One of my favourite memories of Mum, is when she would come back from a food shop, or a bakery with a brown paper bag, and a big smile. Even if we had argued, she would still bring me some sort of baked good. Chocolate eclairs, cinnamon buns, sausage rolls.
My favourite was a Belgian bun.
She would come back, I’d help her unpack the car, and before we did the shopping, we’d put the kettle on. Together we would sit, drink tea and eat our snack. She wouldn’t get herself a treat; but she’d almost always ask for a bite of mine (much to my greedy annoyance). It wasn’t much, but I treasure it now.
I haven’t had a Belgian bun since, until today.
There is a lot of simple joy to be had in the world, but when we suffer so much pain, indirectly, we stop ourselves from enjoying it. Whether we realize it or not.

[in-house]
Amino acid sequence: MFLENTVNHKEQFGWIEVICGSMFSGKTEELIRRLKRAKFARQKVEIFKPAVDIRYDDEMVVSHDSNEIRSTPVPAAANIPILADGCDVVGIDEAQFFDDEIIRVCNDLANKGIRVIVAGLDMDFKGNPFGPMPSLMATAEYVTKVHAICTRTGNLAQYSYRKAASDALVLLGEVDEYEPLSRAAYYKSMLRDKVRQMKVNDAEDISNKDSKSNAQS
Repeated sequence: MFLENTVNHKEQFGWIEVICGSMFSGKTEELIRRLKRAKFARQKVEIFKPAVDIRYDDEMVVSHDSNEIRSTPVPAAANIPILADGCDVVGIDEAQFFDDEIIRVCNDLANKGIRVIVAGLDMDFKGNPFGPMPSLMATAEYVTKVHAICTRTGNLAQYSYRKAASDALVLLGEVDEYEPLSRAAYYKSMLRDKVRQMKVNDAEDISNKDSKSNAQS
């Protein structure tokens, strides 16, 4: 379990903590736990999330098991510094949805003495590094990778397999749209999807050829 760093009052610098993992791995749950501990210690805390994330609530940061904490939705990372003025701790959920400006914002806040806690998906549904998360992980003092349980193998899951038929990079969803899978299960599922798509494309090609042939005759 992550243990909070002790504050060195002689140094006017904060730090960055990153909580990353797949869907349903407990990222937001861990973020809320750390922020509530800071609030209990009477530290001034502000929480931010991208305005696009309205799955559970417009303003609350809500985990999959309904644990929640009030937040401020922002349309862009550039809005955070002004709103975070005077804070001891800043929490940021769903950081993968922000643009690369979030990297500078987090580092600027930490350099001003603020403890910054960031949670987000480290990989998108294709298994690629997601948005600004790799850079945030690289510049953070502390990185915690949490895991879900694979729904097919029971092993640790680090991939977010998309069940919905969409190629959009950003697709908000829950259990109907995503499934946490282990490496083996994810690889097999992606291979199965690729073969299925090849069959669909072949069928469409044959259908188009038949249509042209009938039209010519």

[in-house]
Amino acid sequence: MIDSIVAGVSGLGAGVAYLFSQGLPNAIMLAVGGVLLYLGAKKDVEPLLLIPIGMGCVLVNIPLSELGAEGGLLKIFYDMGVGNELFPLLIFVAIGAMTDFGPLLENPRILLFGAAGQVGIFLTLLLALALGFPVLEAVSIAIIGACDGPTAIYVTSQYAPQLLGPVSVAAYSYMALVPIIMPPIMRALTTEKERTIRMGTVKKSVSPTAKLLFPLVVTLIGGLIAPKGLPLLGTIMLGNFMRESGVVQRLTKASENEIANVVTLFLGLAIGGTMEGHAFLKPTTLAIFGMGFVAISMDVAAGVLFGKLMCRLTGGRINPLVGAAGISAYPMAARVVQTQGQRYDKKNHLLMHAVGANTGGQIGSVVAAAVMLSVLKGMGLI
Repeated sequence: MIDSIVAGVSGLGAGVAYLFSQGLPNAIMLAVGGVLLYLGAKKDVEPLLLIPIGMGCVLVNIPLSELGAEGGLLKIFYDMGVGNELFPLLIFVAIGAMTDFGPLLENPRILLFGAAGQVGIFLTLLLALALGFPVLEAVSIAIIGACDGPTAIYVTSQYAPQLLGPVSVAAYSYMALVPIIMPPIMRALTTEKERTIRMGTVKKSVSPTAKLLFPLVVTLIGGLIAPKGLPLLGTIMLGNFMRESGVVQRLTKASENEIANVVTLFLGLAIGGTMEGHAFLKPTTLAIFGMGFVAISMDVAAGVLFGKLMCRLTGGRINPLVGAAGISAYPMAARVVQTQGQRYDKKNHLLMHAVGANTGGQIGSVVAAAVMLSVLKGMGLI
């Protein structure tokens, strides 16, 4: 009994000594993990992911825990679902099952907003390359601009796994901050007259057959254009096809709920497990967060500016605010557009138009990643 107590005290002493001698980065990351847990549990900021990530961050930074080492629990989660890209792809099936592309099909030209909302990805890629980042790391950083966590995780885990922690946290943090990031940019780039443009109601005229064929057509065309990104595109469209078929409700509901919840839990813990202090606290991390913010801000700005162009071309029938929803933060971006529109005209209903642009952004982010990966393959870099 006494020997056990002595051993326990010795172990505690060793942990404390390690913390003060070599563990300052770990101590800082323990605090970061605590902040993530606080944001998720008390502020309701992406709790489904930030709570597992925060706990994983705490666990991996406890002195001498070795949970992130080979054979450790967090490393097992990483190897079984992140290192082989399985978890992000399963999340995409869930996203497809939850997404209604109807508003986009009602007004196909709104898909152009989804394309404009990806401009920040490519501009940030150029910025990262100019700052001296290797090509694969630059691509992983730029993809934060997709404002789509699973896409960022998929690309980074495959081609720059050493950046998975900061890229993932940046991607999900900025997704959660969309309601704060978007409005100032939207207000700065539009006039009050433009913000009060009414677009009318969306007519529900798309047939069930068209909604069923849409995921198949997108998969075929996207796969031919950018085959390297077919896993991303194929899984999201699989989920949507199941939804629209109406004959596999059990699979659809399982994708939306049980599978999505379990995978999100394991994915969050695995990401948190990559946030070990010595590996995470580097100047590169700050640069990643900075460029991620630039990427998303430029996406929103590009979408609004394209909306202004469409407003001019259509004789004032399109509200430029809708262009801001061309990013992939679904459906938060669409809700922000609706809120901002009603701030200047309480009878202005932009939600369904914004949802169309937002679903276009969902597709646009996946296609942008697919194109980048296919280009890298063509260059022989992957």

I wrote a poem once about the first time I felt joy after my mum died. I was conflicted; I didn’t even know what to name the emotion. It felt wrong, but it felt healing. Eventually I settled into the emotion and called her ‘joy’.
Joy can be painful, too. That doesn’t mean we don’t deserve to enjoy all the little things. We can try to relish the pain it brings; pore over that memory. Remember every feeling and sensation. But welcome the new memory that will come with it.
Time is not still. Your feelings are not still, and they shouldn’t be. When you’re ready; taste those familiar foods enriched with memory. Listen to the treasured albums you haven’t listened to in a long time.
I will enjoy my Belgian Bun now.